Veterans can get their diplomas |

Veterans can get their diplomas

Program targets vets of WWII, Korea and Vietnam

More than 60 years ago, Walt Cisar dropped out of high school, convinced he knew more than his teachers.

A few years later, the Army drafted him.

He became a mechanic and served in the Pacific during World War II. He managed to “get in the way of some shrapnel,” he said, and earned a Purple Heart.

After his return to Colorado, Cisar married a school teacher in Cañon City. It always bothered her that he didn’t have a high school diploma.

But Cisar is finally earning his diploma through Operation Recognition, a program offered by the Colorado Board of Veterans Affairs to award high school diplomas to veterans of World War II, Korea and Vietnam who didn’t earn theirs before they served.

“I think this is a great honor for the veterans to do this,” said Johnny Garcia, Moffat County veteran service officer.

The deadline to apply for the program is Oct. 21, but Garcia said he has received only three applications, one from Cisar and the others from Earl Martin and Theodore Stroh.

Veterans must apply for a diploma in the county where they last attended high school. Relatives of deceased veterans can apply for diplomas to be awarded posthumously.

The program is free, and it takes no more than two minutes to fill out an application, Garcia said.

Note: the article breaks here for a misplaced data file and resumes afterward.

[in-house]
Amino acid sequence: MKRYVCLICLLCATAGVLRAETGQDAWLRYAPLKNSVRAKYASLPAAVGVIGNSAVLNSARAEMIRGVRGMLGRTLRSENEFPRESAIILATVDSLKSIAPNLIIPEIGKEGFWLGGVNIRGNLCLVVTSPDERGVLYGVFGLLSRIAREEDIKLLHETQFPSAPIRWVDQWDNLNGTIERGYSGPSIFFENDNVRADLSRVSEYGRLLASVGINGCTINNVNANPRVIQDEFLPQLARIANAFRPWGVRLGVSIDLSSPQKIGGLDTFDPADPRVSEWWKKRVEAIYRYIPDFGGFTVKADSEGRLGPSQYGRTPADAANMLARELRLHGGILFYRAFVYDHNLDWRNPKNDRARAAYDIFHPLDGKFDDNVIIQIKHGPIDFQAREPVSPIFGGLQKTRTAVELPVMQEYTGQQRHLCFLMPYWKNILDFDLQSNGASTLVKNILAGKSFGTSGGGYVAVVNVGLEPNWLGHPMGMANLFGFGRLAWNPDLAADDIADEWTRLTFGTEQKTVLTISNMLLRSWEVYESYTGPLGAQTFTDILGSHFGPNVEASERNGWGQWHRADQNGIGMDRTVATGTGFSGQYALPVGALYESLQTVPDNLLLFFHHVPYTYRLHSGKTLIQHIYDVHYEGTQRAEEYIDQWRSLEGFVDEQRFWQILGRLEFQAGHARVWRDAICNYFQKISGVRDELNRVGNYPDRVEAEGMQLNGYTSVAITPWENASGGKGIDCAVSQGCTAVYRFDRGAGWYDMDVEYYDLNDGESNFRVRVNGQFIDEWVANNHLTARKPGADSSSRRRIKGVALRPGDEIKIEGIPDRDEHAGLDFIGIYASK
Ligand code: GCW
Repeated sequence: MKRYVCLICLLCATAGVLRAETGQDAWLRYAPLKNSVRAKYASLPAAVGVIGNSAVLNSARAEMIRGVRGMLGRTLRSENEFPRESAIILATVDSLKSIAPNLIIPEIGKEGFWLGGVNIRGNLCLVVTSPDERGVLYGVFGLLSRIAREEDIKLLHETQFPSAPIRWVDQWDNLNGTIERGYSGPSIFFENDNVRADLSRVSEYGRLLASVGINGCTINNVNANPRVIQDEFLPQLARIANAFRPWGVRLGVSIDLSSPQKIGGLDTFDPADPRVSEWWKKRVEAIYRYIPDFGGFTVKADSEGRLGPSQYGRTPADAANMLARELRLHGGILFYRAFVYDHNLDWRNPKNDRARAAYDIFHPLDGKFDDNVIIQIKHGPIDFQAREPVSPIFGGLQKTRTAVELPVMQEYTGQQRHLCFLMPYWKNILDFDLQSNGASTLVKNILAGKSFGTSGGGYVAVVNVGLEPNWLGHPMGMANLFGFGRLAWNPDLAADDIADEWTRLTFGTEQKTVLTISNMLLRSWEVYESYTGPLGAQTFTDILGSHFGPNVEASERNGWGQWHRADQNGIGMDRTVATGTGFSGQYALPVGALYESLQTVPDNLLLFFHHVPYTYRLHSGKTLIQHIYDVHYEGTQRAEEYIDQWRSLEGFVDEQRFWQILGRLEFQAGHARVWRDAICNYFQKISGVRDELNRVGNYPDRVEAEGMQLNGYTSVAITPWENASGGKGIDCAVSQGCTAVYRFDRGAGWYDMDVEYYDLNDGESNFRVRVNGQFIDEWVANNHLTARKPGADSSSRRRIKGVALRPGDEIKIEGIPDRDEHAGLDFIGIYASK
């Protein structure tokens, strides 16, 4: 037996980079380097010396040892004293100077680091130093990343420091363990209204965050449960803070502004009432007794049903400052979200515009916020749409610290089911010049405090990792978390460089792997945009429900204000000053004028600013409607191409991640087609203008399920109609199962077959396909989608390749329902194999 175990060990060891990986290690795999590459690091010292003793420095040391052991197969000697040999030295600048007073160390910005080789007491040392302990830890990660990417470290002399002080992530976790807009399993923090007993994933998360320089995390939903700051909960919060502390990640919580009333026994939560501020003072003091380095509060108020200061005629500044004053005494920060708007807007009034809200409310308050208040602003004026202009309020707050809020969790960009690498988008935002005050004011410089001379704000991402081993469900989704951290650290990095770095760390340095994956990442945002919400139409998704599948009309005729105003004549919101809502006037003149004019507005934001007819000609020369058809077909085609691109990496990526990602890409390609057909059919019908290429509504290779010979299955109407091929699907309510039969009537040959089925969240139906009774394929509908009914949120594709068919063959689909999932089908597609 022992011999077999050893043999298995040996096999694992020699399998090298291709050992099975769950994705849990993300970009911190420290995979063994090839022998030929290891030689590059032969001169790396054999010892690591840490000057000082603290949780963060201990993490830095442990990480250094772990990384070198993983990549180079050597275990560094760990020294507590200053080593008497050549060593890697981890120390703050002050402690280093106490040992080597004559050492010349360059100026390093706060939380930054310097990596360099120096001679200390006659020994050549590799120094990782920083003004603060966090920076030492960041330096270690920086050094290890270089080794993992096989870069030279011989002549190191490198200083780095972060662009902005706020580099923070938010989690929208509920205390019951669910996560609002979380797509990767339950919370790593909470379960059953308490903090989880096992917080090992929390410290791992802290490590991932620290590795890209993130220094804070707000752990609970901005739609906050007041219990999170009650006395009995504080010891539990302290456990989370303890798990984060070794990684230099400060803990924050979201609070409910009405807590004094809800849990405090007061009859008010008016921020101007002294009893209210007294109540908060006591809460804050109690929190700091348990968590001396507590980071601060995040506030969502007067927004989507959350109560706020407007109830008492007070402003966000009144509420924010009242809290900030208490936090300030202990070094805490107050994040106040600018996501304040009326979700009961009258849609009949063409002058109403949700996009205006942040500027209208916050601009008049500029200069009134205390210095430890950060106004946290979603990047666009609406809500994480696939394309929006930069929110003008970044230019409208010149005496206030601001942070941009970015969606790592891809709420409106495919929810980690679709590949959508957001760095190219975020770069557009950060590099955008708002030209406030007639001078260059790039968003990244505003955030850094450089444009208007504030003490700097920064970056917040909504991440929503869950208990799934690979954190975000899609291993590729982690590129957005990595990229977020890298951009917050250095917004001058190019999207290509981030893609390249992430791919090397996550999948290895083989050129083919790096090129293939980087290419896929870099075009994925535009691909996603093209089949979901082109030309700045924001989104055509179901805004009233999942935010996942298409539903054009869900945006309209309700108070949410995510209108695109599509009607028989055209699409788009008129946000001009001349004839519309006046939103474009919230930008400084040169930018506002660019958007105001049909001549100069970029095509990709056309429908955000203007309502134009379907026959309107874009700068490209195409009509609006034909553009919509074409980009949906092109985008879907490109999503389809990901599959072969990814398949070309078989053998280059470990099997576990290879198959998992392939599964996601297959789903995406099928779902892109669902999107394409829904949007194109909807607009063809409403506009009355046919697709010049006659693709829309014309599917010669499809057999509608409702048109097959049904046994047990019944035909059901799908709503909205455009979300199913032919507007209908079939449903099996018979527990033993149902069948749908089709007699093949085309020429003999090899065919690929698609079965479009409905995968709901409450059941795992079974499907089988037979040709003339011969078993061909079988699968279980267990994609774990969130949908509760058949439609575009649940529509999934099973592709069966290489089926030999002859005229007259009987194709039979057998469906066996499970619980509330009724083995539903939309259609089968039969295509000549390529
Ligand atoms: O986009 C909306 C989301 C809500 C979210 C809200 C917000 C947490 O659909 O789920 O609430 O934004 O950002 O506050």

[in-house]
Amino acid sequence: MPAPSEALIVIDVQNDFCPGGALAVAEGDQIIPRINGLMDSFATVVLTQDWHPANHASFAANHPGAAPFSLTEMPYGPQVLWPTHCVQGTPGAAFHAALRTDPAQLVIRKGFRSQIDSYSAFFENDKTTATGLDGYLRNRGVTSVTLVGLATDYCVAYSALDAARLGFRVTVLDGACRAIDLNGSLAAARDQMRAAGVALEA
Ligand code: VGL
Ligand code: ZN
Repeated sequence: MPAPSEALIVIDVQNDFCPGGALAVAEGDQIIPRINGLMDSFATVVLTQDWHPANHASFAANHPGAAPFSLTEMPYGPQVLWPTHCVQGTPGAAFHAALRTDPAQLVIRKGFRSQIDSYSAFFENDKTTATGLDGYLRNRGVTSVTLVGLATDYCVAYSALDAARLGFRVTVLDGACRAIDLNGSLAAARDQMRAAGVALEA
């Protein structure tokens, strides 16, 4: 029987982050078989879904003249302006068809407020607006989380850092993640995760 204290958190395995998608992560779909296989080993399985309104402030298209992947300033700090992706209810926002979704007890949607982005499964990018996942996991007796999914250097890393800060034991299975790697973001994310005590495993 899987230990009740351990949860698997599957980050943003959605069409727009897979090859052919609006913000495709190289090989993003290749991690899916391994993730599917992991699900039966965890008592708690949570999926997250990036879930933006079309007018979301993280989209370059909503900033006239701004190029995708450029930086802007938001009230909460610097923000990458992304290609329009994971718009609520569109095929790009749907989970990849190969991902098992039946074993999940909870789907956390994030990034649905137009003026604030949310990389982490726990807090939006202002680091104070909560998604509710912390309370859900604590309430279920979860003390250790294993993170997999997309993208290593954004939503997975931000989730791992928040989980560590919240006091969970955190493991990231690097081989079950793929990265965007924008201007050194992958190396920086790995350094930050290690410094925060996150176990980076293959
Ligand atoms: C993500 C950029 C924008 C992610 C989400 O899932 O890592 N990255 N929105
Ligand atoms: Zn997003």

The veteran service office figured World War II veterans would benefit most from the program.

“When they (Japanese) attacked Pearl Harbor … I said I’m quitting school. I’m going to fight,” Garcia said.

It’s an important and urgent recognition of the nation’s three million surviving World War II vets who die at a rate of 1,500 a day, he said.

The Moffat County School District has been supportive of the effort, he said.

The school will be awarding diplomas with the traditional ceremony of pomp and circumstance during a Veterans Day celebration Nov. 13.

Because he’s 80 and retired, Cisar said he wasn’t sure what he would do with his diploma besides hang it on his wall.

Because he operated his own businesses, most people didn’t know he didn’t have a diploma.

But he’ll be glad to receive one on Veterans Day.

“I thought it would be nice to have,” he said.

Rob Gebhart can be reached at 824-7031 or

Support Local Journalism

Support Local Journalism

Readers around Craig and Moffat County make the Craig Press’ work possible. Your financial contribution supports our efforts to deliver quality, locally relevant journalism.

Now more than ever, your support is critical to help us keep our community informed about the evolving coronavirus pandemic and the impact it is having locally. Every contribution, however large or small, will make a difference.

Each donation will be used exclusively for the development and creation of increased news coverage.


Start a dialogue, stay on topic and be civil.
If you don't follow the rules, your comment may be deleted.

User Legend: iconModerator iconTrusted User